‘A Quiet Place: Day One’ Director Explains the Ending, What Characters Are Still Alive and Says a Sequel Is ‘Absolutely’ Happening

SPOILER WARNING: This story discusses plot points from “A Quiet Place: Day One,” now playing in theaters.

“A Quiet Place: Day One” is filled with tense silence, brutal kills and a moving ending, which leaves the door open for more apocalyptic horrors.

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Oscar winner Lupita Nyong’o stars as Samira, a terminally ill cancer patient who leaves hospice to explore New York City with her service cat Frodo. But her trip is disrupted when alien creatures with ultra-sensitive hearing invade Earth. Sam, Frodo and Eric (Joseph Quinn), a young English law student then meet amid the apocalypse, attempting to silently navigate through one of the world’s noisiest cities in a moment when the slightest sound will cause the Death Angels to attack. Sam has another mission too — visiting a pizzeria in East Harlem from her childhood, across from a jazz club where her father used to play.

At the end of the film, as the military continues to evacuate civilians by boat, Sam and Eric make it to the jazz club but the pizzeria is closed, so Eric finds a slice from elsewhere instead. Then, Eric and Frodo make their escape — fleeing the creators in a thrilling sequence — but Sam decides to go in the opposite direction of safety, walking out into the street as she listens to Nina Simone’s “Feeling Good” on her iPod. Once she unplugs her earbuds, the monsters appear and the screen goes dark — indicating that Sam’s story has come to its conclusion.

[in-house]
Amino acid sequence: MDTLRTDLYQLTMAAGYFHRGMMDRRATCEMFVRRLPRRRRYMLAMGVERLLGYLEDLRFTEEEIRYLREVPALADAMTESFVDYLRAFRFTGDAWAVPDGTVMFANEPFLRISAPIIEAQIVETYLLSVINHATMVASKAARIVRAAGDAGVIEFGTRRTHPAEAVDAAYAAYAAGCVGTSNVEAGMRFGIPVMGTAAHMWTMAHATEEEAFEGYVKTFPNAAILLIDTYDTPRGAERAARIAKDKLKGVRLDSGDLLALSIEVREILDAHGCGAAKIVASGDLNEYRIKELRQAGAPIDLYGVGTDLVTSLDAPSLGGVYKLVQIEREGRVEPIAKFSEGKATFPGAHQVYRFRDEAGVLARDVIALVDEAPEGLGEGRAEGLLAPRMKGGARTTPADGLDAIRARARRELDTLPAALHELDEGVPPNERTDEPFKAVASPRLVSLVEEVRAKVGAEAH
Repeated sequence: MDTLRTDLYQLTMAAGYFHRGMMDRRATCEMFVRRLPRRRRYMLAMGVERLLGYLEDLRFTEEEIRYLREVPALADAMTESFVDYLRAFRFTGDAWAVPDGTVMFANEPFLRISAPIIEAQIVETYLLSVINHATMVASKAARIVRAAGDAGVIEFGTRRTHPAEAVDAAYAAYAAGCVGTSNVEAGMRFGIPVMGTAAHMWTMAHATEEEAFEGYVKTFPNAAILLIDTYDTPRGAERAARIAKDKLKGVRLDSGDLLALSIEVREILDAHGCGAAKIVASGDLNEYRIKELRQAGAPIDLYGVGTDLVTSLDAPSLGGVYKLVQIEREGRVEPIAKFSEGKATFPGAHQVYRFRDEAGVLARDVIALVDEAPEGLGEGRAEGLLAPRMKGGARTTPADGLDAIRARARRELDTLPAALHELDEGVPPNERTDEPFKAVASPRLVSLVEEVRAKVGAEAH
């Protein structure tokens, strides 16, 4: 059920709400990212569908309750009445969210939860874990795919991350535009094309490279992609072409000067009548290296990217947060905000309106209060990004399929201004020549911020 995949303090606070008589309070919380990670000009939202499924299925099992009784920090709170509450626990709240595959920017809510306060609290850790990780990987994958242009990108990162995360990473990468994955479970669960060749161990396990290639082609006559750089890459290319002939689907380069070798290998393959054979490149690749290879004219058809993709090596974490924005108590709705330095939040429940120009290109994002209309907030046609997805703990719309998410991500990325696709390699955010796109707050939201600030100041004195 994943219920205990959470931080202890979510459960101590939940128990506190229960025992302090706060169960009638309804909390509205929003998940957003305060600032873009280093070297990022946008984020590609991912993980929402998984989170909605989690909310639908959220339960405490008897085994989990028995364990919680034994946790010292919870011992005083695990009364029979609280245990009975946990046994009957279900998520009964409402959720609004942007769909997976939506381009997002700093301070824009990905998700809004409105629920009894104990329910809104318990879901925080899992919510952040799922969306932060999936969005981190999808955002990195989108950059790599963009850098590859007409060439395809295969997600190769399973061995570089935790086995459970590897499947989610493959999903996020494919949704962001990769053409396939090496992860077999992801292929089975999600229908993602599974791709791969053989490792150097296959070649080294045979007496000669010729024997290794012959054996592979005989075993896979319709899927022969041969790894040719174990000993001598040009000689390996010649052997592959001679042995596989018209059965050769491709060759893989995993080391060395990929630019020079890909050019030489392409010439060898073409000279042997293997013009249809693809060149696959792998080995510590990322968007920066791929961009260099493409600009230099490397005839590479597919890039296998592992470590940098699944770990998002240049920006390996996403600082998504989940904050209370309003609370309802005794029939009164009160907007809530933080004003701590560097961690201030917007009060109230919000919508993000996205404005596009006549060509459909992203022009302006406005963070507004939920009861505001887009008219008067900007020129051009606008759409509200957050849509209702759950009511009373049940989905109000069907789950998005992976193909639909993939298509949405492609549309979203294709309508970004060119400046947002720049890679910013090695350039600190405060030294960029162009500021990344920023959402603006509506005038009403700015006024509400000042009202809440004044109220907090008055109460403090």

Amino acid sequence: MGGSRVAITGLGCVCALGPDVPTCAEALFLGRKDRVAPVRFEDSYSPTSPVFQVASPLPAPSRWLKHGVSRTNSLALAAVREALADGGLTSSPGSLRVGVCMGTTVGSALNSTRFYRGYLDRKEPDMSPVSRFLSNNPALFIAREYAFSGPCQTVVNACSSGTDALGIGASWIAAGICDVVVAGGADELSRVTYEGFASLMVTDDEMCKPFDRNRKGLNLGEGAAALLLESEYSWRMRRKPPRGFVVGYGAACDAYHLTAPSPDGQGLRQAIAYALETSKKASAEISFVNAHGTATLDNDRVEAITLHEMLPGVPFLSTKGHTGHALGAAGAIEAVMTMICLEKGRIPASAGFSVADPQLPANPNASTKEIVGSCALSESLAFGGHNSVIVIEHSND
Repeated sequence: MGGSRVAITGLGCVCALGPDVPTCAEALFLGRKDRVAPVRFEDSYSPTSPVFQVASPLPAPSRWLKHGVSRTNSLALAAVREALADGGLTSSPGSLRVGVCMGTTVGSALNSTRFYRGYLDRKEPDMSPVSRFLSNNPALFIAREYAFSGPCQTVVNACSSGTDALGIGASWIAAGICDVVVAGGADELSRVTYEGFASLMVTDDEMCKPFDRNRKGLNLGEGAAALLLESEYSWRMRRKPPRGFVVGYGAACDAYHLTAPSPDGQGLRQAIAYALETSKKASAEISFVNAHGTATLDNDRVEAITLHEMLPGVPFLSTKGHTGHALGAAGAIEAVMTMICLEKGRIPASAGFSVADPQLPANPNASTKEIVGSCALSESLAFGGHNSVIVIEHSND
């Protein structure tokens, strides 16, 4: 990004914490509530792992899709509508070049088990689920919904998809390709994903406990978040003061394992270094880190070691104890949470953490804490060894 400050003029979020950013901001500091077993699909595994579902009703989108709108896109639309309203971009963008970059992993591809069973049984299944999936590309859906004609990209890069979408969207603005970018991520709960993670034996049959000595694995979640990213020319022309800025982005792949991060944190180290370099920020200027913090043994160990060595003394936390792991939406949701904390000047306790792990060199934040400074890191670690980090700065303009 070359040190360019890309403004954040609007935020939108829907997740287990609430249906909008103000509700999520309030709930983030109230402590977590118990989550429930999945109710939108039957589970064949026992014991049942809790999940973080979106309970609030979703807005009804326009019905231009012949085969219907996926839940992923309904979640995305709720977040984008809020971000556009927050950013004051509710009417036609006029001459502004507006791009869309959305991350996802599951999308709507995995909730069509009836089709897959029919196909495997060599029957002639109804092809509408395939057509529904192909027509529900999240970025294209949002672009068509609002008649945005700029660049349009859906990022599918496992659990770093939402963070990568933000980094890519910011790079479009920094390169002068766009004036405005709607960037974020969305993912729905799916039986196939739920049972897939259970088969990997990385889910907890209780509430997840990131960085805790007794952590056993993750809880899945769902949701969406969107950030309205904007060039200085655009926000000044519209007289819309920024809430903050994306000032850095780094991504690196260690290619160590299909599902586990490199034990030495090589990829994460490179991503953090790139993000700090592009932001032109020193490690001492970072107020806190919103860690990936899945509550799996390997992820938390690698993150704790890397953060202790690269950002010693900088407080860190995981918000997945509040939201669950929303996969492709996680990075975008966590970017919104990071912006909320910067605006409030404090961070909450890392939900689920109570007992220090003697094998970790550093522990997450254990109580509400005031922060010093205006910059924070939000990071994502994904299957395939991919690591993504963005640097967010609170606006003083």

“What makes this story compelling is that Sam is a character at the beginning of this movie that’s facing mortality in a way that we do not expect of a horror film, ‘What happens when life is slipping away from you any way, and then there’s an alien invasion?'” Nyong’o told Variety, reflecting on the characters’ final moments. “She goes on a journey that, in a sense, the creatures give her a new lease of life in a way and she learns to value life while she has it.”

The movie has also found life at the box office, landing the best start of the three “Quiet Place” films (the first two helmed by John Krasinski) and beating expectations with $53 million domestically and $98 million globally in its box office debut. “Day One” director Michael Sarnoski sat down with Variety to answer burning questions about the future of the franchise.

Why did you want this movie to be your follow up after “Pig?”

I thought a lot about what I wanted to do after “Pig.” I avoided a lot of things. I wasn’t actively looking for a studio thing. I was kind of actively avoiding that. But with this movie, John and Paramount seemed really willing to give me the freedom to explore a character that otherwise would be pretty unconventional to explore in a movie like this. I just fell in love with the idea of Sam’s character, and seeing the world through her eyes. It just seemed really exciting to get to explore a character like her on a large scale like this.